There is a podcast for every possible niche and interest, so spend ten minutes online tonight and line up something for tomorrow morning.

Wired magazine has a great list here, or just see what the BBC Sounds app has to offer.

4. Challenge Your Body

Creativity isn’t just about thinking outside the box; make the most of that mind-body connection and throw the whole box away!

A physical challenge is a great way to disconnect from a busy brain and relax. 

If you feel like you need a manageable goal that’s outside of work, consider signing up for something fun but challenging, like a Tough Mudder race. 

If you want something more regular, ClassPass is a fun and flexible way to try new and exciting exercise classes in your area, and the act of choosing can feel creative in and of itself.

Need a little pick-me-up right now?

Challenge your body in small and unexpected ways that also work out your brain.

Try brushing your teeth with the ‘wrong’ hand (you’ll know which one this is once you give it a go!).

5. Meditate

Meditation doesn’t have to be hard and boring, and the benefits really are incredible.

You can either meditate to clear your mind, or meditate on a particular topic: like how to get ideas! 

If you’re new to meditation and want to build a practice, try Headspace for some guidance.

If you just want to try something new or chill out, you could also light a candle and gaze at the flame for a couple of minutes, or listen to some classical music while letting your mind wander.

6. Go to sleep

Have you ever struggled to solve a problem, only to go to sleep and gain some new perspective in the morning?

Our brain processes thoughts while we sleep, meaning that one of the best ways to increase idea generation might be to stop stressing and take a nap!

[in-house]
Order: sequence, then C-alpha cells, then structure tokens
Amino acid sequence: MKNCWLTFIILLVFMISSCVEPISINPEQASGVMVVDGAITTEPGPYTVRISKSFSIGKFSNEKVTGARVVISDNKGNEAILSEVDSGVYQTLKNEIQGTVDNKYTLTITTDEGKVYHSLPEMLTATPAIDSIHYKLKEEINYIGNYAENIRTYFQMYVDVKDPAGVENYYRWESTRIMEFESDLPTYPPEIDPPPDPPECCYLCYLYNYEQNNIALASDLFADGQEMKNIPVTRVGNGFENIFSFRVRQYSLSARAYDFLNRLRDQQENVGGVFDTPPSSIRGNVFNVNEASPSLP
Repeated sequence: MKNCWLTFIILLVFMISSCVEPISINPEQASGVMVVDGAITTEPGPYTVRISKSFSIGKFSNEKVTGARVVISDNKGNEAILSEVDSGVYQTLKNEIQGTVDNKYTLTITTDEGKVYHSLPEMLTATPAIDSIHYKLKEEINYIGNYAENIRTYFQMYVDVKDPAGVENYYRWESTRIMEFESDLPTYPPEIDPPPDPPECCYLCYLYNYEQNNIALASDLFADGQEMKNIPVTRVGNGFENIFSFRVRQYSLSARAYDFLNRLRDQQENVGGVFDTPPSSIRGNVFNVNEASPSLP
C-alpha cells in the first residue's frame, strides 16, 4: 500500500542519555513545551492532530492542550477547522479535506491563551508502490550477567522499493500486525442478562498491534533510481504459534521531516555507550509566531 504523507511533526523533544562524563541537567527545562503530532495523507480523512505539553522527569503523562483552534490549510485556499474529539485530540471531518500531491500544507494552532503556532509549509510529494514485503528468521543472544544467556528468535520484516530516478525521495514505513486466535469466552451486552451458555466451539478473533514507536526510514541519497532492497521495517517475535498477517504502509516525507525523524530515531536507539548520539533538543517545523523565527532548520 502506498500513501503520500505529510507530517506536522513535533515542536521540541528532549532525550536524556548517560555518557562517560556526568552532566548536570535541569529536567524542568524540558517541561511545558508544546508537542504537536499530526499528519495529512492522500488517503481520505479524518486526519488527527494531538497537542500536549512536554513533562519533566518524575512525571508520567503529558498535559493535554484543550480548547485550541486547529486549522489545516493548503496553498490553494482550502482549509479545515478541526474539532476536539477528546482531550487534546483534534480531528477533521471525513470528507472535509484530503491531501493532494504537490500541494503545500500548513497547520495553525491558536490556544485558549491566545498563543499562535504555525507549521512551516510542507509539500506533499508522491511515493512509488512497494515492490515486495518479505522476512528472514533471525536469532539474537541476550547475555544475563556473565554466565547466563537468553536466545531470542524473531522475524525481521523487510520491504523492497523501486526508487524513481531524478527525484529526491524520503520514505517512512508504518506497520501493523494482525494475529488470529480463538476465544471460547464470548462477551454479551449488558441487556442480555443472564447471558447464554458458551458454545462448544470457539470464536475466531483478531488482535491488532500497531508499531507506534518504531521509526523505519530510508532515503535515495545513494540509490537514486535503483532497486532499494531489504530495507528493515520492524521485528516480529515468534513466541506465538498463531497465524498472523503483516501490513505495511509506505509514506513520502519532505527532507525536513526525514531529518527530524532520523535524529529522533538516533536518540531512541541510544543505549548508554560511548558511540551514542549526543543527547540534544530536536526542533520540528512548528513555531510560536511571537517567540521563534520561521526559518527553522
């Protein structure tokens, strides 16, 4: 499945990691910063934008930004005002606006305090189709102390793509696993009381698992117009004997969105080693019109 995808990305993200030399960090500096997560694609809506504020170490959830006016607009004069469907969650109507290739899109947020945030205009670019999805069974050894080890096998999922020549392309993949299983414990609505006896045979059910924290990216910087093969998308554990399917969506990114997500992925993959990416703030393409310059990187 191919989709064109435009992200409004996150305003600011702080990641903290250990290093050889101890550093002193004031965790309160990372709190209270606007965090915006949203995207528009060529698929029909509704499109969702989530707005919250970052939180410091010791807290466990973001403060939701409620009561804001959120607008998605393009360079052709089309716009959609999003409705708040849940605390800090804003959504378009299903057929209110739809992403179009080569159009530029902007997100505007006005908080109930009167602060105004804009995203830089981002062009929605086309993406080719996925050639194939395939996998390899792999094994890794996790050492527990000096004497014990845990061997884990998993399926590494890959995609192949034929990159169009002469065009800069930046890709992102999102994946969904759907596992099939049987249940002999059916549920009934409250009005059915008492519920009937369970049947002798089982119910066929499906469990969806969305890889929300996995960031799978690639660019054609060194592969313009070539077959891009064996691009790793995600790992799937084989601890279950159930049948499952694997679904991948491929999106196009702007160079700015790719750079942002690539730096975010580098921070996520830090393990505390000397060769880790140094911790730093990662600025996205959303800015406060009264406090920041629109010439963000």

The benefits of sleep are tangible and significant, from improved energy levels, clearer thinking and an elevated mood – all things that contribute to increased creativity in the long run.

7. Track Your Moods

Our bodies go through all kinds of cyclical changes, both monthly and seasonal.

If you’re trying to be more creative, it’s important that you listen to, and work with, these changes.

If you’re a woman, you may find that you struggle to access creative thought in the days before your period, but have amazing insight into how to have good ideas in the week or so immediately after.

Learn how to anticipate this by tracking your cycle with an app like Clue.

In general, you may find that it’s harder to be creative in the winter months, and easier when the sun begins to emerge in springtime.

Consider using a SAD lamp to boost your energy if you’re feeling particularly lacklustre during the darkest times of the year.

8. Meet Someone New

If you’re like most people, you’re probably spending the majority of your time in the company of the same people: family, colleagues and friends.

Mix this up and spark your creativity by expanding your social circle, even just temporarily. 

Explore networking drinks or special interest meet ups in your area, or consider using a targeted app like Bumble Bizz or Bumble BFF.

9. Organise Your Space

We’ve all heard tidying guru and Netflix star Marie Kondo explain that a tidy home leads to a tidy mind, and it’s true!

It might seem like extra admin, or even a distraction technique, but organising and cleaning your space can be a creative activity too. 

Regularly put aside time to reorganise and reorient your space for some fresh perspective.

10. Research What The Pros Do

Think about who in your industry is breaking the mould: the mavericks and the trailblazers.

Go and see if you can find any interviews with them where they talk about their creative process, and the techniques that they follow when they’re wondering how to get ideas. 

Some of the biggest businesses and most powerful leaders in the world have written amazing books about the space where their professional and creative processes meet.

source: https://ideadrop.co